Bad Mother: Maternal Behavior & Broken Brains


Scientists claim they’ve discovered “bad mother/good mother” switches in the brain that control parenting behavior. But do these genetic switches really trump a woman’s circumstances?

Catherine Bruton of the Times of London reports that researchers at Virginia’s Richmond University have discovered “maternal neurons” generated in pregnant woman and “switched on” when the baby is born. Says Prof. Craig Kinsley,

We believe that a certain number of these ‘maternal neurons’ need to be ‘switched on’ for good mothering to take place. Our research showed that the mothers with fewer than this number of ‘maternal neurons’ tended to neglect or abuse their offspring, while those animals with the lowest numbers actually savaged or killed their own young.

Kinsley sounds almost crazily bullish on the implications of his research, arguing that women with too few “switched-on” neurons have “broken” brains that can be “fixed:”

We are all a slave to our brain function. An abusive mother has something malfunctioning in the brain so, in that respect, her behaviour is beyond her control. But it’s not a question of whether we excuse a certain behaviour. The aim of our research is to identify brain malfunctions so we can work towards fixing them.

The statement “we are all a slave to our brain function” is a bit simplistic — our brains do control our bodies, but it doesn’t really make much sense to think of a separate “we” that can be a slave to them. And of course, our brains are also influenced by what’s going on around us. Says Prof. Alison Fleming, director of the University of Toronto’s Center for the Study of the Psychobiology of Maternal Behaviour,

There is no single factor that determines maternal behaviour. The idea that a woman’s brain is ‘hard-wired’ in such a way that she will abuse her children and that it is not within her power to refrain from doing wrong is based on a misunderstanding of neuro-anatomy. All behaviour is dictated by the brain, but the brain is formed in interaction with our environment.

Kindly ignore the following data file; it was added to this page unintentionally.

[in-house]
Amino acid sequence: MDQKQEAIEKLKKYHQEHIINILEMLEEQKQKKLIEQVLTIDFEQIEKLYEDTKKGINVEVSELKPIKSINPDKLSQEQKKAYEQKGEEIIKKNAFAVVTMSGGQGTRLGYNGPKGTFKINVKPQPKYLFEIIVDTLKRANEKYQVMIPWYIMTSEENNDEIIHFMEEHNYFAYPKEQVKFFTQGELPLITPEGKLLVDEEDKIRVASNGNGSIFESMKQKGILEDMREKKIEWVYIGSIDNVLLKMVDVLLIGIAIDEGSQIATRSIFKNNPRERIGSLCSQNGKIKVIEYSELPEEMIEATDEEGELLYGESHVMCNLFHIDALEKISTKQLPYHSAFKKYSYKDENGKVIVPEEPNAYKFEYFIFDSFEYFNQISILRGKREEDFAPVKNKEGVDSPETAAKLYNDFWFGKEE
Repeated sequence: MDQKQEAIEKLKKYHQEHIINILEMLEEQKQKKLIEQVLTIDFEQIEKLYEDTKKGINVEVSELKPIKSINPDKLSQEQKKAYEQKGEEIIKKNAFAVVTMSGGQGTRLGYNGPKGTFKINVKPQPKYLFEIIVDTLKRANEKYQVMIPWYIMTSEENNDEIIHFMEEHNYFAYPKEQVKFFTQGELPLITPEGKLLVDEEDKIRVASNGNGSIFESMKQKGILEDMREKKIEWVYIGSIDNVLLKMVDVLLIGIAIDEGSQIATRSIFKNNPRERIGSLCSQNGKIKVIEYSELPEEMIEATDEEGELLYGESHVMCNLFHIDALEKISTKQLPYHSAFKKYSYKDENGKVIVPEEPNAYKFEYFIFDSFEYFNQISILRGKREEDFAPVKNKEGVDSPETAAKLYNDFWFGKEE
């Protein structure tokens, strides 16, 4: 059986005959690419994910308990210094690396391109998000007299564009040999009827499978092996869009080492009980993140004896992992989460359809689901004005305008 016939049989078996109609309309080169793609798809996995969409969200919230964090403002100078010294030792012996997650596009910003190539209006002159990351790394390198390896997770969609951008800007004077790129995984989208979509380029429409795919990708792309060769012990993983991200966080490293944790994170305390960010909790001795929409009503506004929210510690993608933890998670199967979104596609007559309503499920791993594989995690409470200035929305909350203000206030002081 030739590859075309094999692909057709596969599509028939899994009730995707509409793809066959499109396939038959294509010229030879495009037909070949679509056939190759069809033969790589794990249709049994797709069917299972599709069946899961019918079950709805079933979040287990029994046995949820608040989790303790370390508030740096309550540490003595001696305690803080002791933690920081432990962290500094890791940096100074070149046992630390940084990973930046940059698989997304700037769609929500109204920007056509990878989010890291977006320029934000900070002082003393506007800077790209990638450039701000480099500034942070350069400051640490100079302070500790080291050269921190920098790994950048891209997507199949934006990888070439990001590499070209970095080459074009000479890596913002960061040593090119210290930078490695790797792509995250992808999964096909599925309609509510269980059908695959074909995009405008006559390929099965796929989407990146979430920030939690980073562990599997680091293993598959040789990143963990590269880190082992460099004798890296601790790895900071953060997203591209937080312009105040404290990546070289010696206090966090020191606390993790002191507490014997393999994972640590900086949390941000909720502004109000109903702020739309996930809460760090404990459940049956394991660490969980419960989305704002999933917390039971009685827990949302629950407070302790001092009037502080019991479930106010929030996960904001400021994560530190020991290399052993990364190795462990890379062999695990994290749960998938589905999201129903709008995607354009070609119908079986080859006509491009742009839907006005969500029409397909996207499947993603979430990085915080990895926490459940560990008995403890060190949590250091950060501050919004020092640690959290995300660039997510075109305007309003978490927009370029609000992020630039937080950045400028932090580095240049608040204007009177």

Might it be, in fact, that the environment influences the number of “maternal neurons” that are “switched on?” Kinsley acknowledges this possibility, kind of — he says that if brain scans showed moms to be deficient in the neuron department, counseling could help trip their switches. But writer and mother Sian Busby, whose great-grandmother drowned her children, disagrees that the brain is the place to start. She says,

I think there comes a moment in every mother’s day when she would happily throw her child in the dustbin, but usually something stops her. I don’t believe that has anything to do with genes.

That “something,” Busby argues, is social support, not brain scans. And insofar as Kinsley’s actually talking about offering social support, perhaps his research will be helpful. What may be most powerful about his findings is the suggestion that counseling could have a profound effect on neglectful parents, even changing their behavior at its source. Perhaps this will result in more effective alternatives to putting kids in foster care. On the other hand, Kinsley’s emphasis on neurons and switching ignores something very simple about motherhood: support matters a lot. We don’t need brain scans to tell us that mothers are less likely to “throw their children in the dustbin” if they have extended family, neighbors, therapists, or nurses to help them get through the day. And while “maternal neurons” could be an interesting field of study, focusing on them to the exclusion of all else is just another example of a mistake that’s become common in our increasingly fragmented society: thinking of parenting as an individual responsibility, rather than a communal one.

Can A Bad Mother Help Her Nature? [TimesOnline]

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